MAO Legislative Update
March 4, 2016
Eric Dick, MAO Lobbyist
Session Set to Begin
Legislators from around the state will return to St. Paul for the 2016 legislative session on March 8 for a brief but likely frenetic period. The session must conclude no later than midnight on May 23.
The start of the session this year is later than any time in recent memory, largely due to the fact that the ongoing Capitol restoration has left almost the entire Capitol building off-limits to legislators, staff, and the public. Only the House floor will be open once the session commences, and a strict limit on capacity has been set. The Senate will hold its floor proceedings in the recently opened Minnesota Senate Office Building. The construction of the new building was the source of significant controversy in 2014 as the Republican minority attacked the building as both too expensive and unnecessary. And while DFL members have moved into their offices in the new building, the Republican Senate Caucus remains in their old offices in the State Office Building.
With the late start, the deadlines set by legislative leaders to help guide the work of the House and Senate also point to a furious pace of committee hearings. The first deadline, set for April 1, is the date by which bills must have been favorably acted upon in the policy committees of one body or the other. The second deadline falls on April 8, and is the date that those same bills must have cleared the other legislative body. April 21 is the third deadline and is the date by which all spending or tax proposals must have reached the floor of the House and Senate. The aggressive timeline will make for a very speedy start to the session.
Casting a shadow on the entire session is the looming election season. All 201 legislative seats will be up before voters in November 2016. While many observers believe both the majority GOP in the House and DFL in the Senate are in good positions to retain their majorities, a strong national election tide in either party’s favor could tip the scales in favor of either party.
Taxes, Transportation, and Bonding Likely to Dominate Session
Three issues are anticipated to dominate much of the headlines out of St. Paul during the legislative session. With House Republicans and Senate Democrats unable to reach agreement on both a tax bill and transportation plan last year, those two issues will remain front and center in 2016. House Republicans have made tax cuts a central priority for the session, though the contours of a tax bill have yet to emerge. Both parties have stated their desire to invest in transportation improvements, though the means to do so is in disagreement. Senate DFLers and Governor Dayton have expressed their support for a hike in the gas tax while Republicans have supported increased transportation spending from the General Fund or via a bonding bill.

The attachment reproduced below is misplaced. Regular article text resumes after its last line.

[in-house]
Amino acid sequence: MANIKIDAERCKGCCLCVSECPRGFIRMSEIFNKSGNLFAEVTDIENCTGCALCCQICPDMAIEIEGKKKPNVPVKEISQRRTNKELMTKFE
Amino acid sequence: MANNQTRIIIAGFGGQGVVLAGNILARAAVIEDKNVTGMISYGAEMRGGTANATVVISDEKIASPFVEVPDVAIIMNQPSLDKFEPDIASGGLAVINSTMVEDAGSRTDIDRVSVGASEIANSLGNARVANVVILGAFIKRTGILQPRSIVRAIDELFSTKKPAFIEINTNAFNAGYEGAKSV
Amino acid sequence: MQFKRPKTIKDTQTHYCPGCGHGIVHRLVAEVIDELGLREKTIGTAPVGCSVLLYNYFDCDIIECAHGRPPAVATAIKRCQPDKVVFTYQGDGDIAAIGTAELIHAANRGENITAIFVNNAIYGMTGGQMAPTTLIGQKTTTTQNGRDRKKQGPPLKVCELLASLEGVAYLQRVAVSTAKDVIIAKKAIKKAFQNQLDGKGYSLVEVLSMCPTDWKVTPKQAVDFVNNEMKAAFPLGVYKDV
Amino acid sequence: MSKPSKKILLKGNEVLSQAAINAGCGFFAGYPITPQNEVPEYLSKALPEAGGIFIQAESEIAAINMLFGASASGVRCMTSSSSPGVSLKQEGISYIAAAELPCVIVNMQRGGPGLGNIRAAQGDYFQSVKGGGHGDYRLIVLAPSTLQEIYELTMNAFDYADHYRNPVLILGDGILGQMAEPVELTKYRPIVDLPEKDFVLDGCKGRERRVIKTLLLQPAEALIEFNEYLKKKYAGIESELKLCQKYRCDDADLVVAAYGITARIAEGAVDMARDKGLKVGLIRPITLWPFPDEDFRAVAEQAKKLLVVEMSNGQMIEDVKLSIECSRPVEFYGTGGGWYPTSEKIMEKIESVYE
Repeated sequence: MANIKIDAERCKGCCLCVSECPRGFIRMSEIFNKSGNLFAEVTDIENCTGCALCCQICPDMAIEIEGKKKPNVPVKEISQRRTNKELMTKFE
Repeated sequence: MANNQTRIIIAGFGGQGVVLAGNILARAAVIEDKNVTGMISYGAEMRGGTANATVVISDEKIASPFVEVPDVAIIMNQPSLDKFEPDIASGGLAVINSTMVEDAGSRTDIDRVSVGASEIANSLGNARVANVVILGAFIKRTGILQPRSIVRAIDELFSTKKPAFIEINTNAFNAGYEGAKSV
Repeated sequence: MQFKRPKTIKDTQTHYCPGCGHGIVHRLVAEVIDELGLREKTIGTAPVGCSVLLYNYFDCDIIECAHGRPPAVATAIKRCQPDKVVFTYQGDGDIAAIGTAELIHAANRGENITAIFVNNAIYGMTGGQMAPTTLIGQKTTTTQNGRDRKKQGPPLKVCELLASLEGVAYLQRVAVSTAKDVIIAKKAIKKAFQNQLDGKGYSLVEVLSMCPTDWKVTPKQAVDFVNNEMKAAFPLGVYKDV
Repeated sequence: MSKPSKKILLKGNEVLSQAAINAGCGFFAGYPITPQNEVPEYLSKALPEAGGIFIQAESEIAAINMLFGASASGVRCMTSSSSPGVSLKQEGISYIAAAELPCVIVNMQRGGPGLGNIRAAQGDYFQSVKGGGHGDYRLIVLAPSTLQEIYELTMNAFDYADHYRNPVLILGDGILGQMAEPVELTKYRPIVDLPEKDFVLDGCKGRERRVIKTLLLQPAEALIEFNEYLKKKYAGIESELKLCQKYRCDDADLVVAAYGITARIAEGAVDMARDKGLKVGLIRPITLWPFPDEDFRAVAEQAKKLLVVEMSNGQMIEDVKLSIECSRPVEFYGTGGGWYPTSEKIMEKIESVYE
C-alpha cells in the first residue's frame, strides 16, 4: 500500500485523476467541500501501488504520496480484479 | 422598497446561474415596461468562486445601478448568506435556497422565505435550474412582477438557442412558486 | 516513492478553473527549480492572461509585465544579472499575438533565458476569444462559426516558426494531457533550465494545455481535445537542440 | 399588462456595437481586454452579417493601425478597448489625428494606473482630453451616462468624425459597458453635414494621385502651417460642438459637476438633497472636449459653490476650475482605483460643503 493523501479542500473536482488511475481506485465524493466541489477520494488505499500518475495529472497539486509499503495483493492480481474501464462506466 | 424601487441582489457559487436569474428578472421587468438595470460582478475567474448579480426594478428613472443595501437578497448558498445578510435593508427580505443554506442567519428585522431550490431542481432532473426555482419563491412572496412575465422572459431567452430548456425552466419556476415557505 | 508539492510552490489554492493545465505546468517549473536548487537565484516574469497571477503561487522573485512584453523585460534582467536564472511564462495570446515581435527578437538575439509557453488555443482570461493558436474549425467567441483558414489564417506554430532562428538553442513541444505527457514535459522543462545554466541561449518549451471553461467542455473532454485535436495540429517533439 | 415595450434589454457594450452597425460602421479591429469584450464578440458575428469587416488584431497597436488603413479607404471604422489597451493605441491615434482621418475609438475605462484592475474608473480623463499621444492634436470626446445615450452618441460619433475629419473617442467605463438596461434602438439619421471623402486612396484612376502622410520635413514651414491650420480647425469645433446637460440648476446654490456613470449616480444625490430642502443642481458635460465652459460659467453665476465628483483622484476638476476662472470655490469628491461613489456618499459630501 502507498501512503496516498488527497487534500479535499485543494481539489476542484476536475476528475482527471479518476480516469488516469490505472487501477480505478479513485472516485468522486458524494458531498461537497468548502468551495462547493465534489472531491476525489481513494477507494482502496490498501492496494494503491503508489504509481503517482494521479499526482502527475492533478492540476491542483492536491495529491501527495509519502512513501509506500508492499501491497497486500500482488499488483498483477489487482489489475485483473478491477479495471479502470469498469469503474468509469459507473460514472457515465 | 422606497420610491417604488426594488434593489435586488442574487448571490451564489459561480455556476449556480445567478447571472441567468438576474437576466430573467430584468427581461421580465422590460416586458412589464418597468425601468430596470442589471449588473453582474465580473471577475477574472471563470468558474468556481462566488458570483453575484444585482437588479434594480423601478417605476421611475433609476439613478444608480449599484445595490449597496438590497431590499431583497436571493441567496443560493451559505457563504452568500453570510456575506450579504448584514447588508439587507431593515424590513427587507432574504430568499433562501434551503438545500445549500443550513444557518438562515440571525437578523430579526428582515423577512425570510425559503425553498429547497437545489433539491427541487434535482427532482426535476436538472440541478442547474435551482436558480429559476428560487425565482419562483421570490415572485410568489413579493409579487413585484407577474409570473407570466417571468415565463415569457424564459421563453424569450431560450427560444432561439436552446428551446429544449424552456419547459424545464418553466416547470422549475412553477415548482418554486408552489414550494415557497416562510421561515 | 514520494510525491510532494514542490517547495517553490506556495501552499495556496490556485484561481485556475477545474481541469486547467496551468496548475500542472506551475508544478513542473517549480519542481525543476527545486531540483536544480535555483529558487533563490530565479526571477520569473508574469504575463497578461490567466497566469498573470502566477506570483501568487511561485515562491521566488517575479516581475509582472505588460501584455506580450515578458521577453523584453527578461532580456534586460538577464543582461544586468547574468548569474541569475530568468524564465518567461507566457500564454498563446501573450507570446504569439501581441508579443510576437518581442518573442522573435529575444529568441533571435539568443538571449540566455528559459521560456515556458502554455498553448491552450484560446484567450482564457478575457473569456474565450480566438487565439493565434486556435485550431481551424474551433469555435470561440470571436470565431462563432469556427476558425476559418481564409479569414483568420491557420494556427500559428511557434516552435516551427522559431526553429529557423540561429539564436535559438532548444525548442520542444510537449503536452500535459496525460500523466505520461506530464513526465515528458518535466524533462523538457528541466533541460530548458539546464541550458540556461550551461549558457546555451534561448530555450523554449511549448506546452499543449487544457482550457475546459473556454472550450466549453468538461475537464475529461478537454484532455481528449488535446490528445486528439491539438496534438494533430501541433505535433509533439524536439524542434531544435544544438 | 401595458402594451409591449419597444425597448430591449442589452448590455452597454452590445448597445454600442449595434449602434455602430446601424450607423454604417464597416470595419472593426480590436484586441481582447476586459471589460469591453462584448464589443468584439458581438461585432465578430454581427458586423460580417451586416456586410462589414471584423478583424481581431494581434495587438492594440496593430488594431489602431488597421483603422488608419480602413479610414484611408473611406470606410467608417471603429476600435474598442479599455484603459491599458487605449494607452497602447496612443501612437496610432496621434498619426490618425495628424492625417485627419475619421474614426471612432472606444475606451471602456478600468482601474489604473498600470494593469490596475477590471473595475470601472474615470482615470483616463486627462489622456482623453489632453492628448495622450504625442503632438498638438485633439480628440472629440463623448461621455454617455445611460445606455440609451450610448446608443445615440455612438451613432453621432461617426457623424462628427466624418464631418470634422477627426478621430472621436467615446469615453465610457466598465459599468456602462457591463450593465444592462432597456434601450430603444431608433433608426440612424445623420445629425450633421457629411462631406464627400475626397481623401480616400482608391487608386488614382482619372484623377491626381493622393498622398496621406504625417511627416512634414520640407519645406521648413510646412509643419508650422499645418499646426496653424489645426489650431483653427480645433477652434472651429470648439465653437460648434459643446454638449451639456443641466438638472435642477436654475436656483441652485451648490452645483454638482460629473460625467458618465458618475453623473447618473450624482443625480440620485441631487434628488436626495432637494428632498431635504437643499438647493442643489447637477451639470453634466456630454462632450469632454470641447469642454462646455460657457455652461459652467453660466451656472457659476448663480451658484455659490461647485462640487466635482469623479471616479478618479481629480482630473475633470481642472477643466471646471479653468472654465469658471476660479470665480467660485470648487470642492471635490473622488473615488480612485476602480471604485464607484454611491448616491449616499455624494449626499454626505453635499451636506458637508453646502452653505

The second year of the biennium is traditionally the year in which the Legislature considers a bonding bill, and that will be the case this year. Bonding is the means by which the state funds major projects like new or improved university buildings, municipal civic center restorations, and the like. The question this year will be how large a bonding bill will be considered. Bonding bills are often among the last pieces of a session to come together. Because passage of a bonding bill requires a two-thirds majority, proponents of the bills must find bipartisan support. As such, bonding projects in a legislator’s district are often a “chit” used to secure votes. Bonding bills are also often used as leverage for the passage or defeat of other proposals, too.
Governor Dayton has also pledged to make investments in early education a priority, though it remains to be seen if agreement can be reached on the issue. Dayton and many DFLers have supported proposals to provide universal pre-K while House Republicans have spoken of their supported for more targeted investment via expanded scholarship programs for low-income Minnesotans.
Key Issues for MAO Consideration
While it is always difficult to predict exactly which issues will garner attention at the Capitol, the MAO will be carefully monitoring action at the Legislature for a number of specific issues.
Thanks to a bipartisan agreement reached in 2011, the state’s provider tax is set for repeal on December 31, 2019. That said there has been a growing chorus of calls by some in the Legislature to rescind the repeal, effectively extending the tax indefinitely. The MAO will partner with other physician and provider groups to strongly oppose any effort to extend the provider tax.
The MAO will also continue the partnership with the Minnesota Medical Association and others to pass medication prior authorization reform. The “Fix PA Now” coalition, of which the MAO is a member, will continue to press for passage of SF 934 (Sen. Melisa Franzen, DFL – Edina) and HF 1060 (Rep. Tony Albright, GOP – Prior Lake), a bill to simplify medication PA and ensure patients get the medications they need in a timely manner. The bill passed all necessary committees in the Senate last year but did not receive a hearing in the House of Representatives. Advocates for the bill have held multiple meetings with key legislators in the House in an effort to ensure hearings in 2016.
There have been some rumors that audiologists will be pursuing legislation in 2016, though the intent of any potential legislation remains unknown. The MAO will carefully watch for bills that would change or broaden the scope of practice for audiologists at the risk of patient safety.
Budget Picture a Bit less Rosy